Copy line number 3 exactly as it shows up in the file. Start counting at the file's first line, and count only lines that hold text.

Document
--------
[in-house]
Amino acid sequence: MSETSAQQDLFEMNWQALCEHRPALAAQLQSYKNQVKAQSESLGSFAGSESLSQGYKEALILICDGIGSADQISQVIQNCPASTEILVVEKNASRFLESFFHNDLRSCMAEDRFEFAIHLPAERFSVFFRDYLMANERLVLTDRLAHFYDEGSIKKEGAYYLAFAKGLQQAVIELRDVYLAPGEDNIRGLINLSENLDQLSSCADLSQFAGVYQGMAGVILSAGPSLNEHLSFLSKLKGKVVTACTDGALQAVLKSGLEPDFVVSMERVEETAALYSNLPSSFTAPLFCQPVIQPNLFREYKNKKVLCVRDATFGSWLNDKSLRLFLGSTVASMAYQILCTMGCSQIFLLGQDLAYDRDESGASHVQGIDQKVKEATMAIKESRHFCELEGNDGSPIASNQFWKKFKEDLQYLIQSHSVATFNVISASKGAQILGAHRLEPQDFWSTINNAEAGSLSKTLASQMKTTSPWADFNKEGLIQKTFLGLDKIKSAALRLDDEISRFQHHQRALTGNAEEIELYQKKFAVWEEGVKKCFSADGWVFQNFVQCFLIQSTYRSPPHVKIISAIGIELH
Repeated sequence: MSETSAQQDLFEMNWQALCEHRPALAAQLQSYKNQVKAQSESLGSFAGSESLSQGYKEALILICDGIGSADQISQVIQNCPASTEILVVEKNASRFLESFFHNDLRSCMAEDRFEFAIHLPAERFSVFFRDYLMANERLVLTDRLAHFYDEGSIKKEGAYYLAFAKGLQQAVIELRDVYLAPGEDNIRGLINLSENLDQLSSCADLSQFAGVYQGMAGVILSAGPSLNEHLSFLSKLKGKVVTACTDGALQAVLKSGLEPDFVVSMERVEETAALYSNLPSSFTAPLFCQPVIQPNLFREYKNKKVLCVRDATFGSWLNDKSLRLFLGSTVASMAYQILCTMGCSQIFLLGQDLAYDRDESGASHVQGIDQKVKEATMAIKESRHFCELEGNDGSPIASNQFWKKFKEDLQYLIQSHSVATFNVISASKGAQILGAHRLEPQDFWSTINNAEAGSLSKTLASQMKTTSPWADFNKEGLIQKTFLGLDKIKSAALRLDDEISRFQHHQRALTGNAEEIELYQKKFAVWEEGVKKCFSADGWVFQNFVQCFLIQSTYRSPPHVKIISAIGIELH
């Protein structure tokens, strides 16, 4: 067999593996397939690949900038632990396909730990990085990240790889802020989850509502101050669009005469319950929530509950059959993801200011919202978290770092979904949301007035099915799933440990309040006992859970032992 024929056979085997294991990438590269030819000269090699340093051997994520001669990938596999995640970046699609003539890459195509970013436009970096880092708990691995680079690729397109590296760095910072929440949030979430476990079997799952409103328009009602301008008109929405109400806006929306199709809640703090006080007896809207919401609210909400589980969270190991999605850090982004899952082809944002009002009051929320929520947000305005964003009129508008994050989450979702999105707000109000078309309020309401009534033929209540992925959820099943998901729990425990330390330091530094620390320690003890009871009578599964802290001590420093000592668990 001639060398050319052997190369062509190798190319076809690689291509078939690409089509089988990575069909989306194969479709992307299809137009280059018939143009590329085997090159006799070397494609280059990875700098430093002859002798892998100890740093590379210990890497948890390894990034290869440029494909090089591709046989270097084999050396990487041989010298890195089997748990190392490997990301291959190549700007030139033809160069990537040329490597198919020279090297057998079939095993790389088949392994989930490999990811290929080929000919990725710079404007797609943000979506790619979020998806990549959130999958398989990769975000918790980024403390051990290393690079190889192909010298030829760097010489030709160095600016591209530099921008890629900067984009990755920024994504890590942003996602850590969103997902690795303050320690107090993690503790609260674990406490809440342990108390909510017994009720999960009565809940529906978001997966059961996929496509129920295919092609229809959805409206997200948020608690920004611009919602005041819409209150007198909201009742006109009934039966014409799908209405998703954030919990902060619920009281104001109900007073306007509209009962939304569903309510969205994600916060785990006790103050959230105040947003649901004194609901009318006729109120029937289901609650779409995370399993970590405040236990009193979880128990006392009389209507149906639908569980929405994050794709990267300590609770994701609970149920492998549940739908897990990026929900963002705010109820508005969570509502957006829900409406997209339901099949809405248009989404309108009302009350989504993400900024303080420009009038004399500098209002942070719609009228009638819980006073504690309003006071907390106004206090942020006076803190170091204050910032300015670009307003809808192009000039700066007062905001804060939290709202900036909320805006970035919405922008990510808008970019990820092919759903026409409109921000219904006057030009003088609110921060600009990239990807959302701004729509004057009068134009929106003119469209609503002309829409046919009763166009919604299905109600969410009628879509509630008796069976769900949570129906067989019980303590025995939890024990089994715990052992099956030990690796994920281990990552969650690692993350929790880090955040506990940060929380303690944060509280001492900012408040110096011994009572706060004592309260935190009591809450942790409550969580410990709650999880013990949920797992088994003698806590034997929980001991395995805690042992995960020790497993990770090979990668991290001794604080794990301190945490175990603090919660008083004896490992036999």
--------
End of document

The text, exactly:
Repeated sequence: MSETSAQQDLFEMNWQALCEHRPALAAQLQSYKNQVKAQSESLGSFAGSESLSQGYKEALILICDGIGSADQISQVIQNCPASTEILVVEKNASRFLESFFHNDLRSCMAEDRFEFAIHLPAERFSVFFRDYLMANERLVLTDRLAHFYDEGSIKKEGAYYLAFAKGLQQAVIELRDVYLAPGEDNIRGLINLSENLDQLSSCADLSQFAGVYQGMAGVILSAGPSLNEHLSFLSKLKGKVVTACTDGALQAVLKSGLEPDFVVSMERVEETAALYSNLPSSFTAPLFCQPVIQPNLFREYKNKKVLCVRDATFGSWLNDKSLRLFLGSTVASMAYQILCTMGCSQIFLLGQDLAYDRDESGASHVQGIDQKVKEATMAIKESRHFCELEGNDGSPIASNQFWKKFKEDLQYLIQSHSVATFNVISASKGAQILGAHRLEPQDFWSTINNAEAGSLSKTLASQMKTTSPWADFNKEGLIQKTFLGLDKIKSAALRLDDEISRFQHHQRALTGNAEEIELYQKKFAVWEEGVKKCFSADGWVFQNFVQCFLIQSTYRSPPHVKIISAIGIELH